Vivien Parmentier

Vivien Parmentier

Associate professor
Atmospheres, Ocean and Planetary Physics
Departement of physics
University of Oxford
Oxford, UK

Vivien.parmentier at

Main research topics

I am mostly interested in planetary astrophysics. More specifically, I work on gas giant atmospheres. I use both analytical and numerical approches to infer their characteristics and how they affect the evolution of the planet.

Recent publications

- Parmentier V. , Fortney J., Showman, A., Morley, C., Marley M. Transitions in the cloud composition of hot Jupiters, 2016, ApJ,828,22 (arXiv, ApJ )
- Line, M., Parmentier,V. The Influence of Non-Uniform Cloud Cover on Transit Transmission Spectra ,2016, ApJ ,820,78 (ArXiv,ApJ)
- Parmentier V. , Guillot T., Fortney J., Marley M. A non-grey analytical model for irradiated atmospheres II. Analytical vs. numerical solutions, 2015, A&A,574, A35 (arXiv, A&A)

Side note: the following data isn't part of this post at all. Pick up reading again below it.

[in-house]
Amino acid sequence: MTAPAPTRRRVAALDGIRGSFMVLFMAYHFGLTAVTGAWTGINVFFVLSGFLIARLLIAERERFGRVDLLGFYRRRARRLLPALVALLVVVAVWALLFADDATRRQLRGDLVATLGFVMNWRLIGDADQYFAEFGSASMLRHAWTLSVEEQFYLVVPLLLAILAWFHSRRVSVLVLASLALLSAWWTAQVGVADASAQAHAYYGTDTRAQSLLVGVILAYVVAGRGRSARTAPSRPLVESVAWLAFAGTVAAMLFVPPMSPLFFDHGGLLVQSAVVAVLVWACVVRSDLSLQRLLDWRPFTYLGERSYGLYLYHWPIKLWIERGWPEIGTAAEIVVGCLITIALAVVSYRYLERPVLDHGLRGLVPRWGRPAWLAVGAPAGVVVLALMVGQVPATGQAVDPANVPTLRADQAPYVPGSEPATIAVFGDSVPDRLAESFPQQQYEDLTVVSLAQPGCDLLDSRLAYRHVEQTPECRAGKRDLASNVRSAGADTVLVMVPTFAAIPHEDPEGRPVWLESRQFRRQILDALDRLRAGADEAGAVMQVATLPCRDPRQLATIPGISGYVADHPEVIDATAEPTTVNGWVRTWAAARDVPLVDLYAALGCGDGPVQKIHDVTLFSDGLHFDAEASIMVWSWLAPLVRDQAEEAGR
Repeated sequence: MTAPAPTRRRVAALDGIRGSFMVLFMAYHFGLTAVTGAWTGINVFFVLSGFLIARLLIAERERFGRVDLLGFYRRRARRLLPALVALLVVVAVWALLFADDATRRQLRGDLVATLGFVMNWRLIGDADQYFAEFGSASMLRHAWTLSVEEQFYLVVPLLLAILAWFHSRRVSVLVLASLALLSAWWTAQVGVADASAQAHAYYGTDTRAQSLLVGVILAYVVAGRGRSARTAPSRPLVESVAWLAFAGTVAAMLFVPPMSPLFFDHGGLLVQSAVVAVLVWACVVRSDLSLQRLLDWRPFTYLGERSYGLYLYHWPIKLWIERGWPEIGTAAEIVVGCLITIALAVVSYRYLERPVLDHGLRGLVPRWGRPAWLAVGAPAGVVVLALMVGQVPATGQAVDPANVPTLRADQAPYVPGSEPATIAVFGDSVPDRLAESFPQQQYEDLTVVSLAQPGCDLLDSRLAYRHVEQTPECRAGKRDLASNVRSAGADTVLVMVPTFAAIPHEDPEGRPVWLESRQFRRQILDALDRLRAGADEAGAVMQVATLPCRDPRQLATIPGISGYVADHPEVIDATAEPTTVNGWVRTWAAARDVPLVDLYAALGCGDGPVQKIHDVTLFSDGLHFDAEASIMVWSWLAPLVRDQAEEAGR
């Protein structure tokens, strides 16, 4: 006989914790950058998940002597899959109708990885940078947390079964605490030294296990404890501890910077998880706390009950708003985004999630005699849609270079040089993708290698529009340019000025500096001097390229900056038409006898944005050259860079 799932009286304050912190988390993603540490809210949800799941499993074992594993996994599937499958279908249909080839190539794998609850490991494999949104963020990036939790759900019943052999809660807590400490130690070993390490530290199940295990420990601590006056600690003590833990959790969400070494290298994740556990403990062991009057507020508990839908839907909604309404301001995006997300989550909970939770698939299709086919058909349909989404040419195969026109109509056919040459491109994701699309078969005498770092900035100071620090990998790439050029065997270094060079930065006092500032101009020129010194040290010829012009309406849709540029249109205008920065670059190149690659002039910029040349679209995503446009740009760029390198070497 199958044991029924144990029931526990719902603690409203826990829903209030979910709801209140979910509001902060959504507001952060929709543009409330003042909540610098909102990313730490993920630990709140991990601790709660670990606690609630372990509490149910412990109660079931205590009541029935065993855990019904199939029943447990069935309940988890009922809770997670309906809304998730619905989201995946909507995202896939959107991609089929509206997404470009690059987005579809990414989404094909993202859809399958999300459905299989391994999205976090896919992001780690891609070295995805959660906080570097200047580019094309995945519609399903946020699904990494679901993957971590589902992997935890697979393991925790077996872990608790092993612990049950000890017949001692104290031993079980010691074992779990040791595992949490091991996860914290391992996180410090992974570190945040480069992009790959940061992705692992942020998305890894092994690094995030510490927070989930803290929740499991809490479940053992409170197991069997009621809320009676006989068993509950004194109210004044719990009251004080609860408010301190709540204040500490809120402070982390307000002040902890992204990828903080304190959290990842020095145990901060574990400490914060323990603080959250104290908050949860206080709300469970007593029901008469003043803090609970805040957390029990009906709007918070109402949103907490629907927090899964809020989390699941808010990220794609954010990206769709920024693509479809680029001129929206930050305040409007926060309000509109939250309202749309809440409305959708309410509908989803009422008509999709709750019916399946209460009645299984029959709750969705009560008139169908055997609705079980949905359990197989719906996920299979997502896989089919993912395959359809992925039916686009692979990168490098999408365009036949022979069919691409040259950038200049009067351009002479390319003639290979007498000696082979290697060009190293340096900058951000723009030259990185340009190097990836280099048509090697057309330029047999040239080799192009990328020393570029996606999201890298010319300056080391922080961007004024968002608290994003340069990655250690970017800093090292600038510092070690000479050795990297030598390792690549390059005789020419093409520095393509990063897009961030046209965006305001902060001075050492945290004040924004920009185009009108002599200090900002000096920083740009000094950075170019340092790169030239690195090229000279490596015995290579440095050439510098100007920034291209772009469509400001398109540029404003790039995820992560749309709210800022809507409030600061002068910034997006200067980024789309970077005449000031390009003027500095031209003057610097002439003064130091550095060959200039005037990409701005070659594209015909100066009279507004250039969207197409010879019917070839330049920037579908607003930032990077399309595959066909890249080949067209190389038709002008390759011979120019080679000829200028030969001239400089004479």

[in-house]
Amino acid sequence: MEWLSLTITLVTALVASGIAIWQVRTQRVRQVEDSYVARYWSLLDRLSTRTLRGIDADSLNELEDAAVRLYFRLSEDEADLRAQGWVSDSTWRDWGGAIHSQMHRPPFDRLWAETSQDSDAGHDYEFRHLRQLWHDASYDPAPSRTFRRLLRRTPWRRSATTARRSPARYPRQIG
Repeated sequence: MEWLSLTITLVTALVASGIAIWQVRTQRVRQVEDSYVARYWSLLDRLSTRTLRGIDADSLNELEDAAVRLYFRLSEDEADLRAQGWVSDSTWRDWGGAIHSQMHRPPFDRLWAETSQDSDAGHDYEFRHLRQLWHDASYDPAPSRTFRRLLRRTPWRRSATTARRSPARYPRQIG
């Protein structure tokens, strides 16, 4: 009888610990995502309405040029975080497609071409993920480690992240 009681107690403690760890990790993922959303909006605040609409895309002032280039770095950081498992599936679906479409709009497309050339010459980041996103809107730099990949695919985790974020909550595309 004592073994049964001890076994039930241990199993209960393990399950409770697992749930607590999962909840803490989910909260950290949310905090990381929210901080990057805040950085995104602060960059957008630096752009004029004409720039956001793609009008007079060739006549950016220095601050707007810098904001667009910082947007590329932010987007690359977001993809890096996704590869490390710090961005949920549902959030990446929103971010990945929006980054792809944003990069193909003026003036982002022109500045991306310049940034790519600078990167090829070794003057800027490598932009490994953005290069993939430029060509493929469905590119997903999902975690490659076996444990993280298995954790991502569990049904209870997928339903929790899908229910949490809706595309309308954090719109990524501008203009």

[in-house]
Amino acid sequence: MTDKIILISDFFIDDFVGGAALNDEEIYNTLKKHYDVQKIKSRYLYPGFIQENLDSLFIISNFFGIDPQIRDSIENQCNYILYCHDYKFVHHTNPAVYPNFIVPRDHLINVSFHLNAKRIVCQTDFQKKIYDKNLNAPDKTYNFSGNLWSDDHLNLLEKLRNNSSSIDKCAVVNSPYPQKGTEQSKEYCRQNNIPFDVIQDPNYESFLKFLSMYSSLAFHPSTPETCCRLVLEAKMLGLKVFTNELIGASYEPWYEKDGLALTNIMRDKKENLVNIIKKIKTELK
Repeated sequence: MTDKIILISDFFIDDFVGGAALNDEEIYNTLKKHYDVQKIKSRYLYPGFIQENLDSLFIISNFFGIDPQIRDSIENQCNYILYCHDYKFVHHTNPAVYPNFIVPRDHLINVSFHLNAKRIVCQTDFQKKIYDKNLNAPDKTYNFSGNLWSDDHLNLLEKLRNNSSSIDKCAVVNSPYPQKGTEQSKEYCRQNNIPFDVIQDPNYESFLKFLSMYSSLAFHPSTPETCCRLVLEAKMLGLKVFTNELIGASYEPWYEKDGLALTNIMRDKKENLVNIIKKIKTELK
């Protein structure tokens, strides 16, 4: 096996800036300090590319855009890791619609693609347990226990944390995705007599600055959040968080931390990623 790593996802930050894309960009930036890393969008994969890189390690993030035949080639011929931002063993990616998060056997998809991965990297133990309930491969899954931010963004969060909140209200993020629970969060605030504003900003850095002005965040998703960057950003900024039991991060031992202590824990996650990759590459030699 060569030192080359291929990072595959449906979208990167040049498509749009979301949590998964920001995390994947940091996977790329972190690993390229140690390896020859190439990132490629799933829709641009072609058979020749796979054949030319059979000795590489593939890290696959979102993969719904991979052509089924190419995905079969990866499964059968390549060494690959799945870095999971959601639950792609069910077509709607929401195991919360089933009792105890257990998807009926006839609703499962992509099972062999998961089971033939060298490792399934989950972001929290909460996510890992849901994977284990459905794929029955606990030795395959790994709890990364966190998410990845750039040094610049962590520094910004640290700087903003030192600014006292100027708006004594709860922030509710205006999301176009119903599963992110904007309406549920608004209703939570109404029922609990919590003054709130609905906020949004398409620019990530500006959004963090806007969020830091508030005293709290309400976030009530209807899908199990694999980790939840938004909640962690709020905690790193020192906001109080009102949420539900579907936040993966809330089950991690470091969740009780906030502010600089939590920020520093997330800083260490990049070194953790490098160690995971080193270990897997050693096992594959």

Recent news

My article on ultra hot Jupiters got some press : NASA press release. Articles in english: Articles in French : Le Monde , Le Temps, Science et avenir , articles in spanish, polish .
My article on hot Jupiters clouds is featured : Nasa press release , the New Scientist, Astronomy magazine and the MITgcm blog. Article in italian , chinese
My PhD thesis is now available online.
Une planète extrasolaire couverte de nuages article in the french newspaper Le Figaro
NASA Space Telescopes Find Patchy Clouds on Exotic World NASA press release on Kepler-7b.
A scorched world with snow black and smoky in the New scientist

Main collaborators

1D atmospheric modeling are done in collaboration with Tristan Guillot (OCA, Nice), Jonathan Fortney (UCSC, Santa-Cruz), Mark Marley (NASA Ames, Mountain View) and Richard Freedman (SETI institute)

3D numerical models are done in collaboration with Adam Showman (University of Arizona, Tucson) and Yuan Lian (Ashima research).

Other works are carried out with Diana Valencia (MIT, Boston), Brice-Olivier Demory (MIT, Boston), Christophe Mordasini (MPIA, Heidelberg), Jean-Michel Désert (Caltech), David Sing (University of Exeter) and Alain Lecavelier des Etangs (IAP,Paris)